Tennessee Musician Creates 27-String Guitar

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Keith Medley has been a master guitar builder for most of his adult life, and while he has created custom instruments for many famous musicians, his most impressive guitar is the one he made for himself.

If you’re missing a guitarist or two for your band, stop worrying, because the 27-string guitar Keith Medley invented has the power to make them obsolete. The only trick is learning how to play it. That’s in fact the biggest problem, White House-based Medley had to overcome, as well. “Building this guitar turned out to be the easy part,” Keith explains on his site. “The hard part has been learning to play it. Through two years of bittersweet struggle between myself and these 27 strings, I determined it would not defeat me but would play the music I heard in my heart.”

But why would anyone need a 27-string guitar, when most guitarist seem to do very well with just 12, or even 6? Keith says the music he hears in his head is more than can be played on six strings, so after many sketches and nights of contemplation, he came up with this unique 27-string instrument. He claims it’s like playing three instruments at the same time, but that apparently isn’t good enough since he’s now working on a guitar with 34 strings.

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Argentine Farmer Makes Giant Guitar with 7,000 Trees

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Pedro Martin Ureta, an Argentine farmer from General Levalle, has used 7,000 cypress and eucalyptus trees to create a giant guitar in memory of his late wife, Graciela.

Seeing this incredible design for the first time, I bet the first thing that comes to mind is “Photoshop”, but this one’s for real, folks. 70-year-old Ureta embedded this carefully planned design into his farm many years ago, and maintains it in honor of his wife, Graciela Yraizoz, who died in 1977, when she was only 25.

Mr. Ureta met Graciela in the 1960s, when he returned home after traveling to Europe, where he spent a lot of time with artists and revolutionaries. He was 28 when he first saw this beautiful 17-year-old girl and soon decided he wanted to spend the rest of his life with her. Despite the priest’s reluctant attitude, thinking Pedro wasn’t committed enough to loving Ms. Yraizoz all his life, the two got married and proved extremely devoted to each other.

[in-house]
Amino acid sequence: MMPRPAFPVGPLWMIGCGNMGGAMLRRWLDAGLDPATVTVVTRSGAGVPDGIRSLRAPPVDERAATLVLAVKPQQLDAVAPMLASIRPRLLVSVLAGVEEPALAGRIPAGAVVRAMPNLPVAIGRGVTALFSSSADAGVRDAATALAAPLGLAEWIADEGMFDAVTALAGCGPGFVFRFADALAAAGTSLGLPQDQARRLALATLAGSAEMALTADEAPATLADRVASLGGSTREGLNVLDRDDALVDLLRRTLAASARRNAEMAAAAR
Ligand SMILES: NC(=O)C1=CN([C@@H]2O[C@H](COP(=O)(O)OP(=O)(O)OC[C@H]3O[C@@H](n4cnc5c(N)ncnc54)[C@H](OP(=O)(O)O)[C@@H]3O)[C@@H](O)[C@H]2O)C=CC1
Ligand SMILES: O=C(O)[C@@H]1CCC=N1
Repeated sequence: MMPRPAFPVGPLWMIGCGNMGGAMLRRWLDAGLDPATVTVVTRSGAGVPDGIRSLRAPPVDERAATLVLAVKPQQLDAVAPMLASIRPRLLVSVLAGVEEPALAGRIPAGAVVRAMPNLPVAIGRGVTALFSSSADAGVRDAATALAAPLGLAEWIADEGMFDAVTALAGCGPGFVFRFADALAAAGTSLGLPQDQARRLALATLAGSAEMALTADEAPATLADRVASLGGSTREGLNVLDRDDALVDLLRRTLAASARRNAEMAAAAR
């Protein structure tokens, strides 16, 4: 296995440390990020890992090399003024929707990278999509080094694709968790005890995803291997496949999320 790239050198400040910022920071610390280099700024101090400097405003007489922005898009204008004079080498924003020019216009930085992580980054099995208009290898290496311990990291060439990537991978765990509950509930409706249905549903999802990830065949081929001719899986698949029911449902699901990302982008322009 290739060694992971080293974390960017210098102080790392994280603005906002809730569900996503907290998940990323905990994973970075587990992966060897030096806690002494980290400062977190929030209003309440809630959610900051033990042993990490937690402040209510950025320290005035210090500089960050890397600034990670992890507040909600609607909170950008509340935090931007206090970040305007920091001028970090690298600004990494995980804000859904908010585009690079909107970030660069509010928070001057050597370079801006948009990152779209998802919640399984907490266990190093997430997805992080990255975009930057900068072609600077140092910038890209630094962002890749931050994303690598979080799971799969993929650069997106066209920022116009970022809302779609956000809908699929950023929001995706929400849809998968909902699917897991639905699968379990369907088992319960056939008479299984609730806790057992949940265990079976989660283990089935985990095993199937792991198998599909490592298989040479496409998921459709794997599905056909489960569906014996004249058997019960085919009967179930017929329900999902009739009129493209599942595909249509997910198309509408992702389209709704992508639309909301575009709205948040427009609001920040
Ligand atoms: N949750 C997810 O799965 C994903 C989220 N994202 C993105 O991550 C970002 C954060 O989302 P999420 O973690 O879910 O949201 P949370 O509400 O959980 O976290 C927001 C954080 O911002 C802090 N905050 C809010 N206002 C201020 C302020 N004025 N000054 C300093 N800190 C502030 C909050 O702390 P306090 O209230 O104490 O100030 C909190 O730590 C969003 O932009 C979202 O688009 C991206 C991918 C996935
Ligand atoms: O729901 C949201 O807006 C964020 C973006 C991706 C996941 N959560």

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Star Wars Fan Builds Working Millennium Falcon Guitar

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Using an electric guitar and a vintage Millennium Falcon toy, Travis S. managed to build a unique instrument shaped like Han Solo’s starship.

Having built guitars with his father, in high-school, this was a relatively easy task for Travis S., but the idea of building something that has never been done before appealed to him. An avid Star Wars fan, with a sizable collection of memorabilia, he decided to combine his love for the sci-fi franchise with his passion for guitars. It only took him a month, working on weekends, to complete the guitar, but he says he could have completed in under a week.

Since this is an electric guitar, using a plastic toy as the body doesn’t affect the way it sounds, but the artist had to add a maple block from the start to the end of the ship, to keep it from breaking under the tension of the strings.  The back of the Millennium Falcon guitar has been fitted with blue LED lights, powered by their own batteries.

Despite its futuristic look, the guitar was designed to play, and I can only imagine the reaction of the public when someone brings this baby on stage. If you think this is cool, just wait until you here what Travis S has planned next : a Lord of the Rings themed bass guitar. I can’t wait!

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Playable Guitar Made with Popsicle Sticks

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Actually making a playable guitar is hard enough, but making it using just popsicle sticks, some glues and basic house tools seems nearly impossible. Still, someone managed to do it.

Instructables user busupholstery managed to leave everyone speechless when he uploaded photos of the guitar he made, using posicle sticks. He bought 4,000 of them, worth $900, and ended up using 2,000 to create his DIY masterpiece. Using his own Gremlin parlor size guitar as a pattern, he spent 240 hours gluing and cutting popsicle sticks, until his unusual guitar was completed.

The most amazing thing about this man’s achievement is that he managed to build a popsicle stick guitar, somewhere in Costa Rica, basically using just a handsaw, some clothespins, rubber bands and glue. Let’s face it, most of us wouldn’t be able to make something like this with the latest power tools available.

And though it may not sound as good as the best guitars on the market, the popsicle stick guitar is playable. Before you even ask, it’s not for sale.

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